The article's premise was that night time hours in a hospital are the most dangerous. (For me -it was also that we should be aware that drugs can be lethal). In Lewis' case - sadly even the morning hours did not prove helpful. Then of course there was human error and there seemed to be no shortage of it. The Medical University settled for $950,000 without a lawsuit. Helen plowed a portion of the money into Mothers Against Medical Error, an activist group founded by Helen who now works as a patient advocate.
Her efforts led to the passage of the Lewis Blackman Hospital Patient Safety Act which
requires all physicians in S. Carolina to wear identification describing their rank and
hospital staffers must also call an attending physician if one is asked for. Isn't this
shocking that these procedures weren't already in place? Are they in place in Ohio or
wherever you live?

And for me -as always - a fear of drugs which sometimes have very serious side effects which can kill as in Lewis' case. When Consumer Union asked us in an e-mail to share our stories about different medical facets - I easily clicked on to the one labeled supplements/drugs. I think they got more than they bargained for from me. I told them that I think most drugs only address the symptoms and not the cause. They also many times have serious side effects and I am grateful that thus far I am not reliant on any of them. I feel that pharmaceuticals are more interested in profits than healing and I saw a segment on TV where they are sometimes accused of promoting off-label use for often very different ailments. I also told them that I object to the biomedical's dependence on using live animals in experimentation for the last 50 years or more.

While some people will not agree with me, I wish that they had been privy to the materials
I had been receiving and reading about for years re the often cruel, needless, and often
repetitious experiments. A bill sponsored by a lawmaker in the 80's called the Research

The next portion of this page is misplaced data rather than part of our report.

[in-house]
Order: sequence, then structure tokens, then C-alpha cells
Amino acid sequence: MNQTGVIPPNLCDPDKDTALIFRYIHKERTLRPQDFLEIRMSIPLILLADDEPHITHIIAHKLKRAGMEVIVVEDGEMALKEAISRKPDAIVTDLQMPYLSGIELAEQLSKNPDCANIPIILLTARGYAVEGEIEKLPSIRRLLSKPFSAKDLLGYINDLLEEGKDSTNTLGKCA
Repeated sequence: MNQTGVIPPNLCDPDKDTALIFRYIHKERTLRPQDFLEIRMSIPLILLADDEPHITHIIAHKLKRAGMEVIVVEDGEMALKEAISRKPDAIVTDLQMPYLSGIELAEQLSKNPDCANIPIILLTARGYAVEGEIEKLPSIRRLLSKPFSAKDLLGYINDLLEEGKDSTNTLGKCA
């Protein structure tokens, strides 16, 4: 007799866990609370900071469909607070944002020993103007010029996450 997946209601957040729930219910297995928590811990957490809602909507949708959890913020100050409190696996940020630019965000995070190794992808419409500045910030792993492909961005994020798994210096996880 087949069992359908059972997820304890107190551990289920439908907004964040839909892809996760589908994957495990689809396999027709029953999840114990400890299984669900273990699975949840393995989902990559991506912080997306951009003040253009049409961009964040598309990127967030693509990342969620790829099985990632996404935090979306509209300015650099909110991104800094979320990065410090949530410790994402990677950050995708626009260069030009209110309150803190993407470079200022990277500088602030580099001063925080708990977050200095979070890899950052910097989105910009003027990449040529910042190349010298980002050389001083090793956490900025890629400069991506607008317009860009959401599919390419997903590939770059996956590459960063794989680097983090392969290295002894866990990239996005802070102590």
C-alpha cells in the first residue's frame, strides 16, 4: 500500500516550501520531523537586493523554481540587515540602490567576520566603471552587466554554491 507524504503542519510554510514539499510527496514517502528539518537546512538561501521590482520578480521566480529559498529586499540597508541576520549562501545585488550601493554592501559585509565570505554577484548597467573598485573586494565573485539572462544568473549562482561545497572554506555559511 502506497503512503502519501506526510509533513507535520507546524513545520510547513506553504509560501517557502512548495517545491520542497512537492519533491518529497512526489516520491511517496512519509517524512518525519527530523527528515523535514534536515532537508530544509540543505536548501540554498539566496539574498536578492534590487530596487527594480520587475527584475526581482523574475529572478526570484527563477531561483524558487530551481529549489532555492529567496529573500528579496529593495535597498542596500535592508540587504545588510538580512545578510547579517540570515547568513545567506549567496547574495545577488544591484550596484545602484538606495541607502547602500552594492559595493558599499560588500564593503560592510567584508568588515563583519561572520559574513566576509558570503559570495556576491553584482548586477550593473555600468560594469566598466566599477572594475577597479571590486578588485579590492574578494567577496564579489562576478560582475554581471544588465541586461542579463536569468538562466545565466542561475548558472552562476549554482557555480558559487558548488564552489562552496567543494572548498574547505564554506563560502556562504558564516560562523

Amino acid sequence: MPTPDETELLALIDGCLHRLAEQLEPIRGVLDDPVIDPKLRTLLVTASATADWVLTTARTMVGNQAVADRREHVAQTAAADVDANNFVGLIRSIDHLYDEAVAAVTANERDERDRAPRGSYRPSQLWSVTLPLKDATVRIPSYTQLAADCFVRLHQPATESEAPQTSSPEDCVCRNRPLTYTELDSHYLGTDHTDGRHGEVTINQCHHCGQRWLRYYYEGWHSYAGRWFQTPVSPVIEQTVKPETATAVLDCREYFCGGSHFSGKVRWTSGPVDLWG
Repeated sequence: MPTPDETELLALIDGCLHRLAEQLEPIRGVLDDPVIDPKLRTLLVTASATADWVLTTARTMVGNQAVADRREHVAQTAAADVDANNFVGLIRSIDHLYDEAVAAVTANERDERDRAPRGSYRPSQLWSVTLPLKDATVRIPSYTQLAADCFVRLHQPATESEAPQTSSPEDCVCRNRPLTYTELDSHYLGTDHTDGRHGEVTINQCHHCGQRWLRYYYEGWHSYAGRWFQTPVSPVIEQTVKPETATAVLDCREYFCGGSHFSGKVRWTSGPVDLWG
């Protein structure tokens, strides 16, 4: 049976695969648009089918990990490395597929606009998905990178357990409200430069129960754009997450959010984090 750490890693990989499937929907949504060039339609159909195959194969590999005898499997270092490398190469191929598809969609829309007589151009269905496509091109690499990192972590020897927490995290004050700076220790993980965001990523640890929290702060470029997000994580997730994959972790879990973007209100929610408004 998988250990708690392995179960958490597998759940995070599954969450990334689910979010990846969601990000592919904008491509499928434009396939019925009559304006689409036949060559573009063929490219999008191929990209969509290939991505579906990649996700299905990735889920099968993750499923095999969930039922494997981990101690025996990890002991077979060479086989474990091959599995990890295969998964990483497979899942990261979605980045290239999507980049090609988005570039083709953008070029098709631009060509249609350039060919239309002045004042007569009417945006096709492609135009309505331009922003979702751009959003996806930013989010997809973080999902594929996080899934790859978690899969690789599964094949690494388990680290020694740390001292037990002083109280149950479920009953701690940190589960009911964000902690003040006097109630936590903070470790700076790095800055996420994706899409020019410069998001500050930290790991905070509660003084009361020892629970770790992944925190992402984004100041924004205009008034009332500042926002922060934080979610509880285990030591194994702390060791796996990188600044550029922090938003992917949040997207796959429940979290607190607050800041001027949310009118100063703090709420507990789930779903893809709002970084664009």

Modernization Act would have required the publishing of all grant research so that duplications would be avoided and countless animal lives spared. I imagine some lawmakers and the NIH saw it as too costly and it did not pass. Yet, they did not consider it too costly to give lucrative grants of thousands of dollars to researchers like the one who had 600 cats shot in the head so he and his associates could study brain injuries. Did they all die immediately or did some suffer first? It was later disclosed by the Physicians for Responsible Medicine that there was no new information gleaned from this sad and unnecessary shooting of 600 innocent cats. Would you have surrendered your cat for this experiment?

Re animal experimentation, I recently e-mailed Dr. Elias A. Zerhouni, Director of the National
Institutes of Health (NIH) at the request of Michael Budkie who heads Stop Animal Exploitation
Now (SAEN). He asked us to write the director asking him to take away the grant of the
Southwest Foundation for Biomedical Research because they violated the Animal Welfare Act.
A necropsy procedure was performed while a baboon was still alive. For us who see all animals as God's creatures, we will do whatever we can to stop cruelty to them wherever we find it including where it is often found --in biomedical research.

I recently heard on the news that Medicare will no longer pay for mistakes made by doctors and hospitals. You would think that they never should have done so in the first place. It was like saying - so you made a mistake - don't worry the American taxpayer will pay for it anyway. Well thankfully, no more.

And so should the biomedical community be made accountable for their mistakes. Grants should be returned and those researchers who are cavalier with animal lives should not be given any more grant money. I hope this makes sense. It does to all of us who care about precious animal lives.